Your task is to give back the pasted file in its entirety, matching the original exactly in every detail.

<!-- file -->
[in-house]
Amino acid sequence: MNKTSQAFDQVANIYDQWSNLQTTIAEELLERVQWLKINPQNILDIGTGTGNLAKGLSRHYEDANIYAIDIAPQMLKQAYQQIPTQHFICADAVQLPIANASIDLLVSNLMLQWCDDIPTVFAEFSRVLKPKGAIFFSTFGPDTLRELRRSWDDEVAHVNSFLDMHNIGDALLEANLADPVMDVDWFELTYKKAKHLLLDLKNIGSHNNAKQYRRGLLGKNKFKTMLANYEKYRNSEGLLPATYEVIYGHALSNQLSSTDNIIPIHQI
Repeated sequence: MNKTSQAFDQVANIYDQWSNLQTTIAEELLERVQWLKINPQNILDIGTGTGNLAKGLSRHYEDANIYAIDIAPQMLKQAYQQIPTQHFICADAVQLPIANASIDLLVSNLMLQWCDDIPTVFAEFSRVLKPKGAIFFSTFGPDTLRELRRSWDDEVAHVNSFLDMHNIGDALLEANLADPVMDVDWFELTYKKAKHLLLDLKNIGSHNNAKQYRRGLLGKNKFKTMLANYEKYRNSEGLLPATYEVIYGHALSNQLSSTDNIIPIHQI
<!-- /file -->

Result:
[in-house]
Amino acid sequence: MNKTSQAFDQVANIYDQWSNLQTTIAEELLERVQWLKINPQNILDIGTGTGNLAKGLSRHYEDANIYAIDIAPQMLKQAYQQIPTQHFICADAVQLPIANASIDLLVSNLMLQWCDDIPTVFAEFSRVLKPKGAIFFSTFGPDTLRELRRSWDDEVAHVNSFLDMHNIGDALLEANLADPVMDVDWFELTYKKAKHLLLDLKNIGSHNNAKQYRRGLLGKNKFKTMLANYEKYRNSEGLLPATYEVIYGHALSNQLSSTDNIIPIHQI
Repeated sequence: MNKTSQAFDQVANIYDQWSNLQTTIAEELLERVQWLKINPQNILDIGTGTGNLAKGLSRHYEDANIYAIDIAPQMLKQAYQQIPTQHFICADAVQLPIANASIDLLVSNLMLQWCDDIPTVFAEFSRVLKPKGAIFFSTFGPDTLRELRRSWDDEVAHVNSFLDMHNIGDALLEANLADPVMDVDWFELTYKKAKHLLLDLKNIGSHNNAKQYRRGLLGKNKFKTMLANYEKYRNSEGLLPATYEVIYGHALSNQLSSTDNIIPIHQI